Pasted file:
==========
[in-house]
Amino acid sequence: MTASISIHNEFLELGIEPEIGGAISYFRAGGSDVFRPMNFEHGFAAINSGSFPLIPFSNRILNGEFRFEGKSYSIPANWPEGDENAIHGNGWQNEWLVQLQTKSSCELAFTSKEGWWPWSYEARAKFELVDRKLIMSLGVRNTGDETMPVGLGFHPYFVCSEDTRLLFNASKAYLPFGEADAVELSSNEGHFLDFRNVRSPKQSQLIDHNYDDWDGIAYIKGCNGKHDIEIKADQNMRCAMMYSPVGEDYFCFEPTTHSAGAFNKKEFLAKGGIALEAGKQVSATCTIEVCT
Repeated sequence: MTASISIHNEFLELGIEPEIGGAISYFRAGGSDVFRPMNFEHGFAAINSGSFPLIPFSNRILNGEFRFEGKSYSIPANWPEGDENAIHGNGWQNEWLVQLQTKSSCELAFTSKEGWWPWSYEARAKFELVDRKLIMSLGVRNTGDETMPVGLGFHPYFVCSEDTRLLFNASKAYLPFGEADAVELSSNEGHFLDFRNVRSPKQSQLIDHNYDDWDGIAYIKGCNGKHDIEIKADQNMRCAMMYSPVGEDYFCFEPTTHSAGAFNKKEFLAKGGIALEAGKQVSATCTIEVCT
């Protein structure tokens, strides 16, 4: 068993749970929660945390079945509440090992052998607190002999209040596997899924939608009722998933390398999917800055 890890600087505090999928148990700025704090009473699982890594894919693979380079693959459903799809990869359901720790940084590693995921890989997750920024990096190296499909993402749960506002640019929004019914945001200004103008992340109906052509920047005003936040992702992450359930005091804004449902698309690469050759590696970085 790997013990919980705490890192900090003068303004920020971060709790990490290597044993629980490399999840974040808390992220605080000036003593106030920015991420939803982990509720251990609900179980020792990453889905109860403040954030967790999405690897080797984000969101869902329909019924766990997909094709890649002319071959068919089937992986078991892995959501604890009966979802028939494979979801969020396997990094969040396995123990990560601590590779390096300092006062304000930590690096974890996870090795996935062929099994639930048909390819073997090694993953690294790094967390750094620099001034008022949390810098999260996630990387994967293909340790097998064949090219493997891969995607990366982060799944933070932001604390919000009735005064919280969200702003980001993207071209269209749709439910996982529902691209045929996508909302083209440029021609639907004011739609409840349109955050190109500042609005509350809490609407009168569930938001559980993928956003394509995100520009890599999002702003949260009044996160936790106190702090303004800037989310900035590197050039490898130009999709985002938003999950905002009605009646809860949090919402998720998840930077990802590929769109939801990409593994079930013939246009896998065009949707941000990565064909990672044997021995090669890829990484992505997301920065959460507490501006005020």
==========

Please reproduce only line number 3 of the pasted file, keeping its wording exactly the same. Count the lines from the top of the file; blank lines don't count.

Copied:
Repeated sequence: MTASISIHNEFLELGIEPEIGGAISYFRAGGSDVFRPMNFEHGFAAINSGSFPLIPFSNRILNGEFRFEGKSYSIPANWPEGDENAIHGNGWQNEWLVQLQTKSSCELAFTSKEGWWPWSYEARAKFELVDRKLIMSLGVRNTGDETMPVGLGFHPYFVCSEDTRLLFNASKAYLPFGEADAVELSSNEGHFLDFRNVRSPKQSQLIDHNYDDWDGIAYIKGCNGKHDIEIKADQNMRCAMMYSPVGEDYFCFEPTTHSAGAFNKKEFLAKGGIALEAGKQVSATCTIEVCT